NRI Papers
No.90 June 1, 2005
  Japanese Government Bonds 100 Years Ago  
Toshiki TOMITA
      Today, capital can be moved internationally on an unrestricted basis. Despite this free movement of capital, overseas investment by the private sector in Japan has been extremely subdued, creating a huge amount of excessive savings. Partly because of this, we are insensitive to the fact that a risk premium is required for Japanese government bonds.
      One hundred years ago, the savings of each country were freely exchanged across country borders. An amount of foreign bonds three to four times the amount of British bonds was traded on the London Stock Exchange, and the interest rate was determined according to the risk involved in each country. In order to enable the issue of government bonds with a lower risk premium, countries imposed restrictions on their economic policies and pursued adoption of the gold standard.
       The Meiji government continued an environment of austerity finance to control inflation caused by the Seinan War. Government notes were redeemed by a fiscal surplus, and the price of government bonds was directed towards the recovery of face value from early 1881. The conversion of government notes to silver coins started in 1885. In 1886, high-interest government bonds started to be converted into low-interest (5-percent) government bonds. In 1897, Japan adopted the gold standard based on reparations received as a result of the Sino-Japanese War.
      Through the adoption of the gold standard, the credit rating of Japanese government bonds improved on the London capital market. In 1899, 4-percent interest-bearing government bonds with a maturity period of 55 years were issued in London. This was Japan's first issue of foreign bonds in 26 years since the issue of 7-percent interest-bearing government bonds in 1873. Following this, even though investors in London had a favorable impression to the Anglo-Japanese Alliance, the spread (risk premium) between Japanese government bonds and British government bonds at the end of January 1902 was 1.86 percent, largely exceeding 0.75 percent, which was applied to Russian government bonds.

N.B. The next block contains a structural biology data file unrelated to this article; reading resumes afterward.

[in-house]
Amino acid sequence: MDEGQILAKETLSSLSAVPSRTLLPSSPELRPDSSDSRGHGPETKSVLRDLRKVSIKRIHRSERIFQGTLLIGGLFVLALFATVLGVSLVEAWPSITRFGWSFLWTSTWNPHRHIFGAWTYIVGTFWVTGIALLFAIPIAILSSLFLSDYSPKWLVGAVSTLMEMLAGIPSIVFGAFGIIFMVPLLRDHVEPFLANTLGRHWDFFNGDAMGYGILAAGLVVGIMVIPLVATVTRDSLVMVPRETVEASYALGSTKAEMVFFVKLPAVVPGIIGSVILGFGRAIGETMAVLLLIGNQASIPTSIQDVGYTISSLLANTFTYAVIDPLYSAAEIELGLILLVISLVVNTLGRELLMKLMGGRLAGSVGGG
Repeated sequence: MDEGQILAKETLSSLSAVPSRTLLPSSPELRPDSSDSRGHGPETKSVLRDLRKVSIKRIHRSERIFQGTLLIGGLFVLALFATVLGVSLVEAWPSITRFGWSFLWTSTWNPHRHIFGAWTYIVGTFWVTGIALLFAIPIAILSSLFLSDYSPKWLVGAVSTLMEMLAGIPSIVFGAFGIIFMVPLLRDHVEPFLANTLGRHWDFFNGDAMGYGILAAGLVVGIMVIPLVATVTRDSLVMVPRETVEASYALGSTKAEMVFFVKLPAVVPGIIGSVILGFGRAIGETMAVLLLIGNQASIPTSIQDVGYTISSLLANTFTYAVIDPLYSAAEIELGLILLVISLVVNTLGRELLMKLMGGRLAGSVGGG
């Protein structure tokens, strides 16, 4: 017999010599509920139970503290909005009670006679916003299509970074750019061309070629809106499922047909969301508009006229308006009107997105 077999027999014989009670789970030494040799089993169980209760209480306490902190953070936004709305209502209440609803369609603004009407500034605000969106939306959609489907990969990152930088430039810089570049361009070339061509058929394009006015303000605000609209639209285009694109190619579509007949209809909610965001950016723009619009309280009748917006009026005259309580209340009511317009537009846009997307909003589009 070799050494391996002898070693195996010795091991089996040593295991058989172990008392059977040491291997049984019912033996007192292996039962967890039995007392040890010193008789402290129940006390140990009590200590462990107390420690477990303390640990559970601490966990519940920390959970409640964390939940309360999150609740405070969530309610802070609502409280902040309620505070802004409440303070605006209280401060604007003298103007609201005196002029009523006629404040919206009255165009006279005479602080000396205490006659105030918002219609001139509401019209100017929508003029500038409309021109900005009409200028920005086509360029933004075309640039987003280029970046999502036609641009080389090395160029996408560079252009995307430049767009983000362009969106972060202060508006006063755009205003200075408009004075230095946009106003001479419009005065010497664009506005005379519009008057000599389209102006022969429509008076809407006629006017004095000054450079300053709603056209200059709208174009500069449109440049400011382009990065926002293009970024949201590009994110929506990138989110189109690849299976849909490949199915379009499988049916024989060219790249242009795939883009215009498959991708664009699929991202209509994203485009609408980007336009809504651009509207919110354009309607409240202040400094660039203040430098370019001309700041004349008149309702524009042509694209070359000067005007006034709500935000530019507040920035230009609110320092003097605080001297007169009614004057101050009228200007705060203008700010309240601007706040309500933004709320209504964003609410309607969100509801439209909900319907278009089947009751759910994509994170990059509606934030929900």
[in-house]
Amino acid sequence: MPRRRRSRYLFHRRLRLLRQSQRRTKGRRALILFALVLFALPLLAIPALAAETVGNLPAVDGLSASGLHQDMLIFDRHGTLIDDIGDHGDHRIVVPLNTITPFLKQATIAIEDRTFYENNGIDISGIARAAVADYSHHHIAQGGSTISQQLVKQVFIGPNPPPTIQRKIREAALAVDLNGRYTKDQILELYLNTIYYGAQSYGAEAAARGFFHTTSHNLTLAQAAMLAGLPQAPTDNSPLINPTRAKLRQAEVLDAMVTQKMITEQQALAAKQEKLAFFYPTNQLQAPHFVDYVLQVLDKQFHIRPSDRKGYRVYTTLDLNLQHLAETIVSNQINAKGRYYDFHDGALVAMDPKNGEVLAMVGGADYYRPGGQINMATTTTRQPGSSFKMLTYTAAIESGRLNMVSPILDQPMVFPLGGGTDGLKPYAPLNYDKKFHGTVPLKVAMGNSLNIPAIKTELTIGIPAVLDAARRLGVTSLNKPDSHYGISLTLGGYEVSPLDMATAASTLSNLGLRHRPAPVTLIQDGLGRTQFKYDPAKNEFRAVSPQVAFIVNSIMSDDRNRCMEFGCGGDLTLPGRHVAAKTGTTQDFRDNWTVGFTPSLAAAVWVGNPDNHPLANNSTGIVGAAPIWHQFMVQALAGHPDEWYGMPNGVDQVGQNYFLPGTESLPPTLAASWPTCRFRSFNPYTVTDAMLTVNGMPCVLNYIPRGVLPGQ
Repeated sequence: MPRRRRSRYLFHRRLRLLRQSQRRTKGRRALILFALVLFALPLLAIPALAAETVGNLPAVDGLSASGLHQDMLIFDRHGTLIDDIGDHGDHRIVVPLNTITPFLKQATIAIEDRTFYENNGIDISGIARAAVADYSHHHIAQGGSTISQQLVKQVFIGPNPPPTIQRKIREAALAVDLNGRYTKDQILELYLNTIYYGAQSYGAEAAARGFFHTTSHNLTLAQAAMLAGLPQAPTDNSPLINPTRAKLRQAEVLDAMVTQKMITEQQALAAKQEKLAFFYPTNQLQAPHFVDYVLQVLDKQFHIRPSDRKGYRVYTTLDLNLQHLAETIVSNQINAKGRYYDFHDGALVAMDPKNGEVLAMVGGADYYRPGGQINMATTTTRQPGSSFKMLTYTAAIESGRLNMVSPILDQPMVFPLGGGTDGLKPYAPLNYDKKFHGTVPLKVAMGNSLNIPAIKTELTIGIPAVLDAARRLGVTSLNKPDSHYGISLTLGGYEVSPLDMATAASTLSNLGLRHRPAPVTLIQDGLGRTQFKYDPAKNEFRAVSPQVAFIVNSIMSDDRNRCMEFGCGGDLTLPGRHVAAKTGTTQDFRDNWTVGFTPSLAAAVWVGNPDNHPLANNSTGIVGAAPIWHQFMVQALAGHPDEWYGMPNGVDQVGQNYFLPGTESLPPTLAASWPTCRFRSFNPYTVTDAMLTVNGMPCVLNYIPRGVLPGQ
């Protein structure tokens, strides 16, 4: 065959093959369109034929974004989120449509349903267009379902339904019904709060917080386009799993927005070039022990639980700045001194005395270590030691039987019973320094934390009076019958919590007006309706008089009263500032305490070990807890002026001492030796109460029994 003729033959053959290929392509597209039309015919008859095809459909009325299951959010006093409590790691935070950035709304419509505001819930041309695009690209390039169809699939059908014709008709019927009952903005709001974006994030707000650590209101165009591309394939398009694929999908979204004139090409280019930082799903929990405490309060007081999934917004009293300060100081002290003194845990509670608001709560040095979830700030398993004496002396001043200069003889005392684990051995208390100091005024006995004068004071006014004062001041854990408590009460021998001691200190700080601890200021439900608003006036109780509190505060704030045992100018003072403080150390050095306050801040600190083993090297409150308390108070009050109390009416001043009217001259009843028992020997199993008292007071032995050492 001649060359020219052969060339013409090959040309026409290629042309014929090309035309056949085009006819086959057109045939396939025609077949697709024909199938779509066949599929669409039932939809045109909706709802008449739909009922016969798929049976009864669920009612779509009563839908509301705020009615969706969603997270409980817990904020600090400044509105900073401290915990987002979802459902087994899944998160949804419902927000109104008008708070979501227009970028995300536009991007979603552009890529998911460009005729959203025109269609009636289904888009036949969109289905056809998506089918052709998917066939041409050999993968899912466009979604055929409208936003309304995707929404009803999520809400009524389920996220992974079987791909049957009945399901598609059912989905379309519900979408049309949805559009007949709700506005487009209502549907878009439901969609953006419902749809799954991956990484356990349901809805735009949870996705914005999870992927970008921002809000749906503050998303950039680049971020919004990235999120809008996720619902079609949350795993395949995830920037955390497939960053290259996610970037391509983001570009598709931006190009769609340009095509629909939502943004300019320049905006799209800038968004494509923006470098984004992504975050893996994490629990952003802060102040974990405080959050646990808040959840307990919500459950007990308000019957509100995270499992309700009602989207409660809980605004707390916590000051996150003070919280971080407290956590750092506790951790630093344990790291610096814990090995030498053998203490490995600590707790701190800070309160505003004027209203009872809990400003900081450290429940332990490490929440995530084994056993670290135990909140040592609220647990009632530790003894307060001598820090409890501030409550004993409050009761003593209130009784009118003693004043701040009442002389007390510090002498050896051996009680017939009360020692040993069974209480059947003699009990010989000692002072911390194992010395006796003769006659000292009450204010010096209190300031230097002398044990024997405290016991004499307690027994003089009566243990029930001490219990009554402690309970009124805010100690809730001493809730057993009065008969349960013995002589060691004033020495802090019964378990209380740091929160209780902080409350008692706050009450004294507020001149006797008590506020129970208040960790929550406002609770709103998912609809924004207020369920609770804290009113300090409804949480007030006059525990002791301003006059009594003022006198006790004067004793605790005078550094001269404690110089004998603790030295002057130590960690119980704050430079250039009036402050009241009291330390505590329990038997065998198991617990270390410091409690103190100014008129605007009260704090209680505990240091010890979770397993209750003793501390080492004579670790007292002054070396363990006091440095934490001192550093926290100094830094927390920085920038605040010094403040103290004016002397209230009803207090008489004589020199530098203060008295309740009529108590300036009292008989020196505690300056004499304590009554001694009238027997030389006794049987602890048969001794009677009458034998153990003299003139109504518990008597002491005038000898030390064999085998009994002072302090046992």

During the Russo-Japanese War, 40 percent of war expenditures were financed by issuing foreign bonds. Until Japan gained victory in the Battle of the Japan Sea, a large risk premium was required for Japanese government bonds. Through the efforts made by Korekiyo Takahashi, a government representative on a special mission, Japanese government bonds were issued not only in London but also in New York, Paris and Hamburg. After the war, 4-percent interest-bearing government bonds were offered in London and Paris in order to convert 5-percent interest-bearing government bonds issued in Japan during the war.
Contents
I Credit Rating of Japanese Government Bonds in the London Market
  1 Why We Study Japanese Government Bonds Issued 100 Years Ago
  2 British Government Bonds as a Benchmark throughout the World
  3 Susceptible Government Bonds of Peripheral Countries
  4 Risk Premium Required for Japanese Government Bonds
  5 A Reduction of Risk Premium on Japanese Government Bonds
II Path towards the Adoption of the Gold Standard
  1 Confrontation Concerning the Issue of Foreign Bonds
  2 Paper Money Reform and Accumulation of Specie
  3 Conversion of Government Bonds to Silver Coins
  4 Conversion into Lower Interest Rate Government Bonds
  5 Shift to the Gold Standard by Reparations from China
III Russo-Japanese War and Issue of Foreign Bonds
  1 Selling 5-Percent Interest Bonds and Issuing 4-Percent Bonds in London
  2 Using Foreign Bonds to Finance the Russo-Japanese War
  3 Consolidation of Government Bonds Also Relied on the Issue of Foreign Bonds
  4 Confrontation after 40 Years over the Japanese Government Bonds in Francs
  5 Changing to a Capital Export Country after World War I

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